Suspected creator of one Blaster virus in custody!

If you disapprove of his actions, contact him and tell him so:

<address and phone number removed - CF>

That virus shut down my entire apartment complex’s internet for a whole damn week, and it still ain’t working right, so fuck that dude.

That said, isn’t posting his addy and phone number a little iffy?

Jeffrey Lee Parson should have his scrotum nailed to a board until he personally cleans every computer his virus attacked. This should be the punishment for all virus writers, as they are eeevil!

I said “he” and “his” because I haven’t heard of a female virus writer. It seems to be a bright, bored but demented and ultimately evil guy thing. Anybody know if there are any females out there who are doing the same thing? If so, a similar punishment should be devised employing a large fishhook :smiley:

Much as I’d love to go and do nasty things to this person with a range of medieval devices, I don’t think you should be posting his address and phone number on this board.

Apart from anything else, what if you got it wrong? It only takes one mistyped digit to make an innocent bystander’s life a complete misery.

Don’t put someone’s address and phone number on the SDMB, suspected, guilty, or otherwise. Don’t do this again.

Sorry! I didn’t realize that was prohibited. (It doesn’t say so in the SDMB Guidelines document.)
But if that’s the policy, OK.

[But it’s hardly like I was posting something secret – this is public information, easily obtained by anyone at Yahoo or many other sites on the internet. And since his is the only Parson family living in Hopkins, MN, there is not much chance of getting the wrong number.]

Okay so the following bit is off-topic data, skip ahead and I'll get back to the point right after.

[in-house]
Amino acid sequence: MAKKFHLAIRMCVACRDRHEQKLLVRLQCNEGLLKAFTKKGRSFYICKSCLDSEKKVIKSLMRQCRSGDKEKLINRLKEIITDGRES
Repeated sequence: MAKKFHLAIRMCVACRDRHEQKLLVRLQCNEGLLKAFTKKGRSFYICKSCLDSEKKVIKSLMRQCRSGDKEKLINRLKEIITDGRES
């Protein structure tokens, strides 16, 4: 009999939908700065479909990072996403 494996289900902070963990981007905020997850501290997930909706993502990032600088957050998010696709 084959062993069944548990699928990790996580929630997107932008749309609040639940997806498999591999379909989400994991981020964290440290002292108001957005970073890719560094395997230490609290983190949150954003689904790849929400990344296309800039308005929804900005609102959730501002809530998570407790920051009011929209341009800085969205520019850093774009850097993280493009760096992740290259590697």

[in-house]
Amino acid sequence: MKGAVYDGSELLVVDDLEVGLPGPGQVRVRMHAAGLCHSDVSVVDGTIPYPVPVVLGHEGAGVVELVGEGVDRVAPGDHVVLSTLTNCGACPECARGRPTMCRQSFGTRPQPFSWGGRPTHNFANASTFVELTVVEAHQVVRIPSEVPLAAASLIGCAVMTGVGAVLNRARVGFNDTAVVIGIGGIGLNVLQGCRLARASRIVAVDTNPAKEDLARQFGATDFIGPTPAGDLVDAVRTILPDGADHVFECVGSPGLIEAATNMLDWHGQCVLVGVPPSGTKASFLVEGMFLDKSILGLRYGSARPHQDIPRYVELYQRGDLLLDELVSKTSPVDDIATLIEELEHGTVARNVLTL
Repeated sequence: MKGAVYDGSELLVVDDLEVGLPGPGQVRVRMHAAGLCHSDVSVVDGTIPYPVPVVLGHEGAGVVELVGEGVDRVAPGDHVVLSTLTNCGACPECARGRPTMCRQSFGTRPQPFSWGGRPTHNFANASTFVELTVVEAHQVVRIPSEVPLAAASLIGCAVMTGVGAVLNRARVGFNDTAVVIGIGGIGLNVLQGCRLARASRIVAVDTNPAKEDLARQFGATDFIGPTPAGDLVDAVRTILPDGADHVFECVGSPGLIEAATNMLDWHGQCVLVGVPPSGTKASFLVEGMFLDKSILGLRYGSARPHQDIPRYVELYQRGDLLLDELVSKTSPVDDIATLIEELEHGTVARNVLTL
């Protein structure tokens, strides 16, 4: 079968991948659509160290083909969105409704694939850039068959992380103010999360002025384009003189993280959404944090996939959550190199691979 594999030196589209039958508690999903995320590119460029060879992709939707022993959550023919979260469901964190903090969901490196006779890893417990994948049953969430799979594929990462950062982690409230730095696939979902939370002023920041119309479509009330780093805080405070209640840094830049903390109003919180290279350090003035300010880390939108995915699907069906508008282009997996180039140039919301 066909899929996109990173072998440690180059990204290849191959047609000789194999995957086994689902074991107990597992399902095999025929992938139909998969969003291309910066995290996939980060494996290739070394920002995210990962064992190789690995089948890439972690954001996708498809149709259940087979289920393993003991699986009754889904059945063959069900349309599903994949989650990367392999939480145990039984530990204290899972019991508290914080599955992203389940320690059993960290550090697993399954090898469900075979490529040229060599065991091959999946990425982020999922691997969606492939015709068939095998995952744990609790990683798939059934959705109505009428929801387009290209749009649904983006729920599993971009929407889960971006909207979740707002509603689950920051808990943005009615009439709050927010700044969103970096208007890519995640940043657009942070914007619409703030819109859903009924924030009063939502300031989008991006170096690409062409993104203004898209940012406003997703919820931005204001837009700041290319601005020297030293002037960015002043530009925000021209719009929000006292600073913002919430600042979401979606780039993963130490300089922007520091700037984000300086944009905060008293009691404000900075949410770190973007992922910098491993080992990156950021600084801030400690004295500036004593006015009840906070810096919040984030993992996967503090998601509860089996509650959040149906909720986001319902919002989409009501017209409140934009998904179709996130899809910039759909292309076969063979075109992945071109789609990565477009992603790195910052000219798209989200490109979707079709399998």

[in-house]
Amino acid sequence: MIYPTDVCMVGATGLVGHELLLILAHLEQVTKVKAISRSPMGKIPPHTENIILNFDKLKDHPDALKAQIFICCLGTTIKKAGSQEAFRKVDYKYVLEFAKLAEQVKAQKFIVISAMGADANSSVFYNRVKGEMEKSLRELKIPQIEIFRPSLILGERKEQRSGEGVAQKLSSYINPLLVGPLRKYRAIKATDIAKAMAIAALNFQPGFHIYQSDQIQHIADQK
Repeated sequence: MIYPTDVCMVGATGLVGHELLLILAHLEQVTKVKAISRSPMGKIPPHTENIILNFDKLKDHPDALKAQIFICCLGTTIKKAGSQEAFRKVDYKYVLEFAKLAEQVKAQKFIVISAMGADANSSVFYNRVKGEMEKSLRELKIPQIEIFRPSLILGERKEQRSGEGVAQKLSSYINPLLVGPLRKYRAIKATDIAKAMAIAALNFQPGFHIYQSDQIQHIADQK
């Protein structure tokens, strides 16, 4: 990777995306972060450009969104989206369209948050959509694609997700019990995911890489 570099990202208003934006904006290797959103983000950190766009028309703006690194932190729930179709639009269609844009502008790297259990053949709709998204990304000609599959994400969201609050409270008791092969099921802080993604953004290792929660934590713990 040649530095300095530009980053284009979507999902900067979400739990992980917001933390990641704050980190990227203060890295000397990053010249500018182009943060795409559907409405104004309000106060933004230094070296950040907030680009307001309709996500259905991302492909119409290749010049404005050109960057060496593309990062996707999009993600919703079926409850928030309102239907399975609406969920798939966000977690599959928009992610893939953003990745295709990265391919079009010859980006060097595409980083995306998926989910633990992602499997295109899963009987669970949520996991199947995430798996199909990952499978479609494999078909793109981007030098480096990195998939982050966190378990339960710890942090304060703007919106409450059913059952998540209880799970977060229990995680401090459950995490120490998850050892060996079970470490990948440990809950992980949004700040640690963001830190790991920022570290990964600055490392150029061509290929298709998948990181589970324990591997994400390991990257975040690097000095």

Well, yeah, but posting it here could get the Reader in hot water.

How, specifically?

It’s not libel, since this is clearly factual information.

It’s not trademarked or copyrighted info.

It’s not private information, since it is already published in the Minneapolis phone book, among other places.

So unless the SMDB is foolish enough to publish an incitement to criminal acts, like telling readers to go and burn his house down, or call him up late at night and scream obscenities in the phone, etc., I don’t really see how re-publishing this already public info could get them in hot water.


The Reader could get in trouble had they allowed your posting of an invitation to harass someone to stand with the inclusion of the personal information. & don’t even try to say you didn’t invite harassment on the guy:

If you disapprove of his actions, the responsible & legal thing to do is let the courts work the way they’re designed.
It’s been a rule for a while on these boards that one doesn’t post another’s actual phone number and/or address.

Thanks, Monty.

No problem, Jeff. Actually, I thought my answer is the incredibly obvious one.

'Course, sometimes the obvious one is hardest to see.

There’s a pic of me on one of the SDMB picture pages where I am 6’6" and 325 lbs. - not that big of a difference. I am not ‘morbidly obese’, though I admit I am overweight I don’t look ‘fat’.

Today, the Register had a great write-up today on the status of apprehending and/or punishing the authors of the most well-known viruses since the dawn of the modern virus era (1988, birth of the Morris worm).

After reading it, I can feel fairly confident about these things:

  1. Virus writers only get caught when they either fess-up, are stupid, or live in a virus-writer friendly juristiction and don’t bother covering their tracks.

  2. The worms that have been bent on pure distruction (Nimbda, SirCam, Slammer) are written by people who aren’t in catagory 1. They haven’t caught a non-copycat author of a virus I’ve heard of since 2001.

  3. Worms come in waves. Remarkably, the first wave can be fairly benign compared to the later waves (Kournakova was written because the auther couldn’t believe that people didn’t learn anything from LoveBug, and the people infected with SoBig still haven’t learned that lesson…people that didn’t load in the fix to CodeRed were treated to the might of Nimbda, etc).